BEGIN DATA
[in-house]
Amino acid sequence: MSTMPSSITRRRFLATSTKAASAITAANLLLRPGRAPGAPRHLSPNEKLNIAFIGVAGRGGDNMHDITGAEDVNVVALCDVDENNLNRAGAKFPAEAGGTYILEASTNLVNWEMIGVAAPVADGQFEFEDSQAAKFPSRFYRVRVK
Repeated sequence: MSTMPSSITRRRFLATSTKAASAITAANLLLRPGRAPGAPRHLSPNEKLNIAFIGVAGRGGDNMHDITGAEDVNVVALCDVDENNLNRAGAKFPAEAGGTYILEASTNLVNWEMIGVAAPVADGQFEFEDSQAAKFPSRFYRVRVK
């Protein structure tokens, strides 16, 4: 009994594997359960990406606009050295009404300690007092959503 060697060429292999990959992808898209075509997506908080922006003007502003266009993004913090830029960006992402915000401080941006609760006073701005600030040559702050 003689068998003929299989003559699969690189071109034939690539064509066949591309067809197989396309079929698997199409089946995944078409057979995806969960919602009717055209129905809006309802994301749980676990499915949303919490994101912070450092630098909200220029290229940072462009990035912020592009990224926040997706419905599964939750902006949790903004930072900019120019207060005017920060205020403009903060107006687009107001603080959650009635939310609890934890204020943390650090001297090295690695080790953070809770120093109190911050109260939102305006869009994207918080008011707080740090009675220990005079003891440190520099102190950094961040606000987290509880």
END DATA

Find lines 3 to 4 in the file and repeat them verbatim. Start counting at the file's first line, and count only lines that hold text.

Repeated sequence: MSTMPSSITRRRFLATSTKAASAITAANLLLRPGRAPGAPRHLSPNEKLNIAFIGVAGRGGDNMHDITGAEDVNVVALCDVDENNLNRAGAKFPAEAGGTYILEASTNLVNWEMIGVAAPVADGQFEFEDSQAAKFPSRFYRVRVK
């Protein structure tokens, strides 16, 4: 009994594997359960990406606009050295009404300690007092959503 060697060429292999990959992808898209075509997506908080922006003007502003266009993004913090830029960006992402915000401080941006609760006073701005600030040559702050 003689068998003929299989003559699969690189071109034939690539064509066949591309067809197989396309079929698997199409089946995944078409057979995806969960919602009717055209129905809006309802994301749980676990499915949303919490994101912070450092630098909200220029290229940072462009990035912020592009990224926040997706419905599964939750902006949790903004930072900019120019207060005017920060205020403009903060107006687009107001603080959650009635939310609890934890204020943390650090001297090295690695080790953070809770120093109190911050109260939102305006869009994207918080008011707080740090009675220990005079003891440190520099102190950094961040606000987290509880």